Living through a global pandemic has reinforced many things including gratitude for our health and family, and appreciation for activities we may have taken for granted. We have also learned more about perspective and how seeing others in better or worse circumstances can inform how we feel about our own circumstances. Perspective is healthy and helpful—it allows us to see a bigger picture or focus on the smaller details if we need to, and it can provide a barometer for our own feelings and experiences.
Surprisingly however, perspective can also be a barrier to our own growth and healing. When we have awareness of serious challenges that others are facing, whether they are people we know or strangers in another country, we often work to downplay or suppress our own problems. We tell ourselves that things could be so much worse, that we need to be grateful for what we have, or even that our issues are “champagne problems.” We might even feel guilt or shame about complaining, feeling emotional about these matters, or asking for help.
While empathy and consciousness around what others are going through are beautiful and important parts of the human experience, we personally may be feeling stress, pain, anxiety, or something that is just not allowing us to be our best selves. And that deserves attention and validation regardless of the size or scope of it compared to the other problems around us.
There has been more acceptance of and emphasis on mental healthcare, but we still have a long way to go. Mental healthcare is not just for the trauma recoveries, the addictions, and the disorders, but also for turning to therapy to repair or improve connections, to lighten a heavy cognitive load, or to help find direction and crystallize goals and values. Perspective will always tell us that “things could be worse,” but it’s also okay to understand when something—however small—is not working and that things could be better.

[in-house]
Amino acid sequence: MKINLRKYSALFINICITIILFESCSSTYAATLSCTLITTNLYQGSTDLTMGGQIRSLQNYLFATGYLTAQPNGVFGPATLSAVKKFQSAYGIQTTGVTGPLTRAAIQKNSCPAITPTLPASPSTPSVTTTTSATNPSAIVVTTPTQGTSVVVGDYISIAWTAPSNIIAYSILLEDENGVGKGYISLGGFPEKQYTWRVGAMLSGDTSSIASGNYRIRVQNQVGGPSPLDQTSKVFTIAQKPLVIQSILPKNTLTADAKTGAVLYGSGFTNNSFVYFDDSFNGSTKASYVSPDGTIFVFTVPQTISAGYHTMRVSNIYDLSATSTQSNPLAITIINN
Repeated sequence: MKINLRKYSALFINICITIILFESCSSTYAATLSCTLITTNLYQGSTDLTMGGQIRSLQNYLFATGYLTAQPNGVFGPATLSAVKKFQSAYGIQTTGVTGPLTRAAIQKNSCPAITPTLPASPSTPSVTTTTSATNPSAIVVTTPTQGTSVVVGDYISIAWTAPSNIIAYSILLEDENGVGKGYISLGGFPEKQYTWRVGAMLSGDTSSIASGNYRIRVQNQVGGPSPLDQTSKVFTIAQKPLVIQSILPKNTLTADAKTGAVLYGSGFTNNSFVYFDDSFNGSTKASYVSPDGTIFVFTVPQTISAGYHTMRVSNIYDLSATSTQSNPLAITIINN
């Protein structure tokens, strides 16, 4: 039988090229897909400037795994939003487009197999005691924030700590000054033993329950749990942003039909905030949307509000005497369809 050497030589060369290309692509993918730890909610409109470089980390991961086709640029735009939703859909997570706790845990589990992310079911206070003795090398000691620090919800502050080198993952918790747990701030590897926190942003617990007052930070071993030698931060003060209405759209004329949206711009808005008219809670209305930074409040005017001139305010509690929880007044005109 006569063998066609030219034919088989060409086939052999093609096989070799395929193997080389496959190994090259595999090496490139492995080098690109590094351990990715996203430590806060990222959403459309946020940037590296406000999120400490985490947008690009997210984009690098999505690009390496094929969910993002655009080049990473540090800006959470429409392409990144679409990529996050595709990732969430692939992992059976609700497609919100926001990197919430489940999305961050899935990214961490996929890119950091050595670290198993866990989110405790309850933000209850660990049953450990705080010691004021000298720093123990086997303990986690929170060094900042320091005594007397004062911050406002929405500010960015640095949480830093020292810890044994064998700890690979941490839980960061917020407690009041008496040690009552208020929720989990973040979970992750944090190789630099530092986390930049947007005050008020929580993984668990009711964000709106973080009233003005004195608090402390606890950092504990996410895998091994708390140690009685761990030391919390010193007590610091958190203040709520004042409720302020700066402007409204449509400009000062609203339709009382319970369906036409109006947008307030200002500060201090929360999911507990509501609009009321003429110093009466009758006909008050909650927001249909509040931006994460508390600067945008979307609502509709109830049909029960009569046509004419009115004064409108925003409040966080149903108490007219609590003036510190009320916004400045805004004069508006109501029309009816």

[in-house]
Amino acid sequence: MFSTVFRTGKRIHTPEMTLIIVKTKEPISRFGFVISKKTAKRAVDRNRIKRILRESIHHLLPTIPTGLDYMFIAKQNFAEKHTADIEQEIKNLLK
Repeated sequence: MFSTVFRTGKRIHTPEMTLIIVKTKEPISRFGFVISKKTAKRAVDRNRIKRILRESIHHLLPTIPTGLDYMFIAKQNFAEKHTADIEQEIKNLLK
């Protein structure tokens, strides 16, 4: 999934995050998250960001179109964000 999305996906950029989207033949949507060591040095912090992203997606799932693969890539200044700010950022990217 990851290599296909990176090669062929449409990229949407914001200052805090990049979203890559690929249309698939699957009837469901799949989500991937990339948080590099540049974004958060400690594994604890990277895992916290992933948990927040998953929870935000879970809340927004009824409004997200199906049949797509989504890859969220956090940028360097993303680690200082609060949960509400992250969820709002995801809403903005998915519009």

Allyson Lane, M.S., LPC Associate Supervised by Jan C. Shope, M.A., LPC-S
Seeking relief, healing, clarity, or connection is what most often sends clients looking for a therapist. And for good reason—these are needs that make it hard to function and thrive when they’re not being met. My goal is to create a collaborative, supportive environment where together we can attend to these needs without distraction or judgment and can build skills to help fill those needs in the future.
Positive and productive time as a counseling client myself, as well as diverse family, life, and work experiences inform my approach. I am often guided by principles of Solution-Focused and Acceptance and Commitment Therapies, but ultimately for me, I am most focused on building a therapist-client relationship based on trust and authenticity.
I received a Bachelor of Arts in Communications from Trinity University in San Antonio, Texas, and a Master of Science in Professional Counseling with an Emphasis in Marriage and Family Therapy from Grand Canyon University. I live in the Lake Travis area with my husband and two children. I am supervised by Jan C. Shope, M.A., LPC-S.